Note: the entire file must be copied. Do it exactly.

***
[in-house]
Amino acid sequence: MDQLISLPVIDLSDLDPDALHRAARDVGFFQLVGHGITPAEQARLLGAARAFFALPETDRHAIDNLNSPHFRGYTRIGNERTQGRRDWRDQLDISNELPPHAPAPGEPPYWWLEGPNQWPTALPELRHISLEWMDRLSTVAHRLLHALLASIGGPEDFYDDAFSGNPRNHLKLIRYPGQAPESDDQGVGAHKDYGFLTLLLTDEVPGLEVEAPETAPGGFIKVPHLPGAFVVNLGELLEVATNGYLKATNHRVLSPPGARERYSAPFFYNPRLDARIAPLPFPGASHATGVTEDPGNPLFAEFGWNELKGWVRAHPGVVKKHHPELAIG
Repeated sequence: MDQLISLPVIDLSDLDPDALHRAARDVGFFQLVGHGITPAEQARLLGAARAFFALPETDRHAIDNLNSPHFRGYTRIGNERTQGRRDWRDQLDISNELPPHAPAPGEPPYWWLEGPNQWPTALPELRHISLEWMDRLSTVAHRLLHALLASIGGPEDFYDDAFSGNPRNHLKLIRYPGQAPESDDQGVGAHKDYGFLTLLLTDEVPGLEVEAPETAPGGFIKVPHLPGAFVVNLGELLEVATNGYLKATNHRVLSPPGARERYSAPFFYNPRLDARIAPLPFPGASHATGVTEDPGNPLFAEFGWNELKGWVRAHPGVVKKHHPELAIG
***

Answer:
[in-house]
Amino acid sequence: MDQLISLPVIDLSDLDPDALHRAARDVGFFQLVGHGITPAEQARLLGAARAFFALPETDRHAIDNLNSPHFRGYTRIGNERTQGRRDWRDQLDISNELPPHAPAPGEPPYWWLEGPNQWPTALPELRHISLEWMDRLSTVAHRLLHALLASIGGPEDFYDDAFSGNPRNHLKLIRYPGQAPESDDQGVGAHKDYGFLTLLLTDEVPGLEVEAPETAPGGFIKVPHLPGAFVVNLGELLEVATNGYLKATNHRVLSPPGARERYSAPFFYNPRLDARIAPLPFPGASHATGVTEDPGNPLFAEFGWNELKGWVRAHPGVVKKHHPELAIG
Repeated sequence: MDQLISLPVIDLSDLDPDALHRAARDVGFFQLVGHGITPAEQARLLGAARAFFALPETDRHAIDNLNSPHFRGYTRIGNERTQGRRDWRDQLDISNELPPHAPAPGEPPYWWLEGPNQWPTALPELRHISLEWMDRLSTVAHRLLHALLASIGGPEDFYDDAFSGNPRNHLKLIRYPGQAPESDDQGVGAHKDYGFLTLLLTDEVPGLEVEAPETAPGGFIKVPHLPGAFVVNLGELLEVATNGYLKATNHRVLSPPGARERYSAPFFYNPRLDARIAPLPFPGASHATGVTEDPGNPLFAEFGWNELKGWVRAHPGVVKKHHPELAIG